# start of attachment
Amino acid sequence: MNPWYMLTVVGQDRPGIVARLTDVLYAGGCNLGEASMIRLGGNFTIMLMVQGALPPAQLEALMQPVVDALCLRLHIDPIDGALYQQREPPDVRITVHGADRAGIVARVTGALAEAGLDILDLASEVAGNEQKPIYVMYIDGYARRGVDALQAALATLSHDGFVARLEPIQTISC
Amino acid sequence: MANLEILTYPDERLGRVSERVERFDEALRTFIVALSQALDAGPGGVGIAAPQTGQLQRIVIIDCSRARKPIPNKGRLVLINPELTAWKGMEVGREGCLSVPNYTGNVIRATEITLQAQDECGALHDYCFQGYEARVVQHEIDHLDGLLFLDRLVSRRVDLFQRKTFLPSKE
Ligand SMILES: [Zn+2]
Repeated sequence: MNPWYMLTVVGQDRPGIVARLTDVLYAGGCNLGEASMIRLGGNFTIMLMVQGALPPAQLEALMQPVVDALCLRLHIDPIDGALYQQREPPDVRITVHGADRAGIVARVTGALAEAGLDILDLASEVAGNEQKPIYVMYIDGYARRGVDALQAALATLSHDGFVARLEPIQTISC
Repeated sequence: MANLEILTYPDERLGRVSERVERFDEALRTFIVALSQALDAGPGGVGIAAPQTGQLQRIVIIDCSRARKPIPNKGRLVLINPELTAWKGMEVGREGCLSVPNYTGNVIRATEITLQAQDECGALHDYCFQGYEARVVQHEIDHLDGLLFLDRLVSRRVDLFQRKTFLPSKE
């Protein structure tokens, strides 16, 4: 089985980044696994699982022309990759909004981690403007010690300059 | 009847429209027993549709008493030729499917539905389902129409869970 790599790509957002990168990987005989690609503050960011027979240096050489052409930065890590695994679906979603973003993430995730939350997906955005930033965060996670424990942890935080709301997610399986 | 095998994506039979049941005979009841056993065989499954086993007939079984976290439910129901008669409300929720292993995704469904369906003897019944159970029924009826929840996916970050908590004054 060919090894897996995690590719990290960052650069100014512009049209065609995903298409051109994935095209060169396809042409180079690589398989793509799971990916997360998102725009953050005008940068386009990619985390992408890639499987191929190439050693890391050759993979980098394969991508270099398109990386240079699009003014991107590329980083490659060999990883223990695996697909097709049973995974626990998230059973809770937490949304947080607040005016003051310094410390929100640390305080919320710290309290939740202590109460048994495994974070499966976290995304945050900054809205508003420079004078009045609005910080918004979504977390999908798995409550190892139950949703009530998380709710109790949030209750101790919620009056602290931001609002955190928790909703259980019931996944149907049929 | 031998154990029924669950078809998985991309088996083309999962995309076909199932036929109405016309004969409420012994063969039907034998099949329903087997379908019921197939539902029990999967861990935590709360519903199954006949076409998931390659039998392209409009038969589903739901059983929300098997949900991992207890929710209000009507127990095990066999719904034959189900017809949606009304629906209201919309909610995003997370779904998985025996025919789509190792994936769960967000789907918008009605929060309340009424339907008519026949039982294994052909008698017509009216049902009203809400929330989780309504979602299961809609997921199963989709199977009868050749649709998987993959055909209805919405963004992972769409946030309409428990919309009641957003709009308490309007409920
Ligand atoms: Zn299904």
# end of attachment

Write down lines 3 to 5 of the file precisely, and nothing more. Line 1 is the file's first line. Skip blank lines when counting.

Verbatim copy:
Ligand SMILES: [Zn+2]
Repeated sequence: MNPWYMLTVVGQDRPGIVARLTDVLYAGGCNLGEASMIRLGGNFTIMLMVQGALPPAQLEALMQPVVDALCLRLHIDPIDGALYQQREPPDVRITVHGADRAGIVARVTGALAEAGLDILDLASEVAGNEQKPIYVMYIDGYARRGVDALQAALATLSHDGFVARLEPIQTISC
Repeated sequence: MANLEILTYPDERLGRVSERVERFDEALRTFIVALSQALDAGPGGVGIAAPQTGQLQRIVIIDCSRARKPIPNKGRLVLINPELTAWKGMEVGREGCLSVPNYTGNVIRATEITLQAQDECGALHDYCFQGYEARVVQHEIDHLDGLLFLDRLVSRRVDLFQRKTFLPSKE